Controls on structural styles, basin development and petroleum prospectivity in the Midland Valley of Scotland
Underhill, John R.; Monaghan, Alison; Browne, Michael. 2008 Controls on structural styles, basin development and petroleum prospectivity in the Midland Valley of Scotland. Marine and Petroleum Geology, 25 (10). 1000-1022. 10.1016/j.marpetgeo.2007.12.002Before downloading, please read NORA policies.
Integration of well-calibrated seismic data from the Firth of Forth with field and subsurface data from neighbouring onshore areas provides important new insights into the structural evolution and petroleum habitat in the Midland Valley of Scotland. The results demonstrate that the NNE–SSW striking Midlothian–Leven Syncline, and its flanking Burntisland and D’Arcy-Cousland anticlines, developed as major growth folds during the Late Palaeozoic under a predominantly dextral strike-slip regime. These syn-sedimentary folds controlled depositional thicknesses, facies and dispersal patterns in Early to Late Carboniferous (Viséan-Westphalian) times. Structural geometries suggest that the folds experienced tightening during Late Carboniferous (Variscan) deformation events before being transected by E-W striking dykes and extensional faulting during the Late Carboniferous (Westphalian D) and Early Permian. Although direct evidence for the basin's post-Permian burial history is no longer present, it can be inferred that the area had at least 1 km of cover prior to Paleogene uplift. The new understanding of the eastern Midland Valley's structural and subsidence history provides the means by which the occurrence of petroleum in the basin can be explained. Burial of Lower Carboniferous (Mississippian) oil-shale source rocks beneath the Midlothian–Leven Syncline now appears to have been the primary driver in the maturation and up-dip migration of waxy crude oil into age-equivalent clastic reservoirs located in the adjacent anticlines, rather than oil generation by direct contact between the source rocks and igneous intrusions. Initial oil charging is thought to have taken place during the Late Carboniferous, was renewed during Mesozoic reburial and appears to continue locally today despite the detrimental effect of significant Early Cenozoic uplift. It is now evident that the basin's limited exploration success has been almost entirely governed by the presence of unbreached palaeostructures lying directly up-dip from an oil kitchen, developed in the core of the Midlothian–Leven Syncline during Late Carboniferous and Mesozoic-Recent burial.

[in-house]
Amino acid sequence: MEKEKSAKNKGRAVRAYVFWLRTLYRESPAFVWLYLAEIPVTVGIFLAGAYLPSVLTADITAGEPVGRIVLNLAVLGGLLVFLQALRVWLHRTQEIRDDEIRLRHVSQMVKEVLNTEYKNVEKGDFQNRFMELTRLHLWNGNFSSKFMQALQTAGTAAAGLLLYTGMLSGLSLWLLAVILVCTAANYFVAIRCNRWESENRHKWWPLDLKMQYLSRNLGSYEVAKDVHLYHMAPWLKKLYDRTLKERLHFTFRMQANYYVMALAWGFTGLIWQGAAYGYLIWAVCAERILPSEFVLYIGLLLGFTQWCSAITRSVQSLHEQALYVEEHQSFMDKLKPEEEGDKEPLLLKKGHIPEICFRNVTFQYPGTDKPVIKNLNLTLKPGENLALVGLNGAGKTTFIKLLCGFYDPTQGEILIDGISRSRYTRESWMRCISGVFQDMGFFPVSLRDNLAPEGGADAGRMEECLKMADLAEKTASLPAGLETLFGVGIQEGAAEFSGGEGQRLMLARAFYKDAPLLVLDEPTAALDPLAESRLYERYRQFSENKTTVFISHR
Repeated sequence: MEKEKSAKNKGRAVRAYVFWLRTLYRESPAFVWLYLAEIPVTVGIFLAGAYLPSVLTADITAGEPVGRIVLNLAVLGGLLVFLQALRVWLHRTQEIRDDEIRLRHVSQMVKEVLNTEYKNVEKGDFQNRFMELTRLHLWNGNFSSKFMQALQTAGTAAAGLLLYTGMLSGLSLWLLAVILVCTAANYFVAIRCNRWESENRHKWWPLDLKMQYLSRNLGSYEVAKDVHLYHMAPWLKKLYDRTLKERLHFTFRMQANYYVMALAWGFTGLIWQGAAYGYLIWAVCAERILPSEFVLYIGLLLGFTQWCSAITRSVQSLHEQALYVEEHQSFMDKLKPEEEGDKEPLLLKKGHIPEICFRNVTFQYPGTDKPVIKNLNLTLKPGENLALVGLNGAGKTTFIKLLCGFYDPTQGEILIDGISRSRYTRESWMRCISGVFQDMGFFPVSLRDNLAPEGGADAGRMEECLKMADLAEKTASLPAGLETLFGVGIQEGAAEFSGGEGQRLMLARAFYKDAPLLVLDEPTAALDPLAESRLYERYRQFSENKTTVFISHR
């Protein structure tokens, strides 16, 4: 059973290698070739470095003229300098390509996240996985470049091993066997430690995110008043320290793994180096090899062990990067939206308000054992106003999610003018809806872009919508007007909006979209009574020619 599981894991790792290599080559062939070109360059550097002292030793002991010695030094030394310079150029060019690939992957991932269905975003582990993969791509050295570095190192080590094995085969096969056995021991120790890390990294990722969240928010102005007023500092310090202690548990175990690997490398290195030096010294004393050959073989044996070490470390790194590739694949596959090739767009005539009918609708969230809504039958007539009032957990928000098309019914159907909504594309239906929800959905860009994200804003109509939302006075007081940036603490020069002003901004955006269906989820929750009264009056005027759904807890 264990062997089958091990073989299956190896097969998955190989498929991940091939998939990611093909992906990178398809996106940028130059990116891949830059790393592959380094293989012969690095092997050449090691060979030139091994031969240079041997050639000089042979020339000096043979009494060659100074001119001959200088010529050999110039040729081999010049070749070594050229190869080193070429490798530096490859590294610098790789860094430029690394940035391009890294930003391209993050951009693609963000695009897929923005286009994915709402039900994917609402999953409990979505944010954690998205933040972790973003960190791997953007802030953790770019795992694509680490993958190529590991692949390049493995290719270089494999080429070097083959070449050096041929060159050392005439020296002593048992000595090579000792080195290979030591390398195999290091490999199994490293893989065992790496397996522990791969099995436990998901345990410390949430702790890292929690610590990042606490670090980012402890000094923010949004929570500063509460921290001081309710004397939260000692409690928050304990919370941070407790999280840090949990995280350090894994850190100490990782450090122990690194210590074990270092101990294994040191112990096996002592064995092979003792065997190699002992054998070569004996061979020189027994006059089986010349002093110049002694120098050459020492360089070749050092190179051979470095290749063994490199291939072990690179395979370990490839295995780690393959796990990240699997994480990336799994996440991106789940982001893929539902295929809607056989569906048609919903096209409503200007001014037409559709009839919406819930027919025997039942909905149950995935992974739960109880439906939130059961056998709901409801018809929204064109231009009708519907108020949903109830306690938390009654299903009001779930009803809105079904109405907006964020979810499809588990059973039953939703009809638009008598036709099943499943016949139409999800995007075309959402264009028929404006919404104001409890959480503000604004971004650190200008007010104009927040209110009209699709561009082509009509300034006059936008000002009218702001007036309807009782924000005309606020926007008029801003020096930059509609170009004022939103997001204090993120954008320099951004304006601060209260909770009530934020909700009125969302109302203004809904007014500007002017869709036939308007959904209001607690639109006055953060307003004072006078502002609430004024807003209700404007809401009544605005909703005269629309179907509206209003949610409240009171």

|Programmes:||BGS Programmes 2008 > Geology and Landscape Scotland|
|Additional Keywords:||Midland Valley, Scotland, Petroleum prospecting, Carboniferous|
|NORA Subject Terms:||Earth Sciences|
|Date made live:||13 Mar 2009 14:53|
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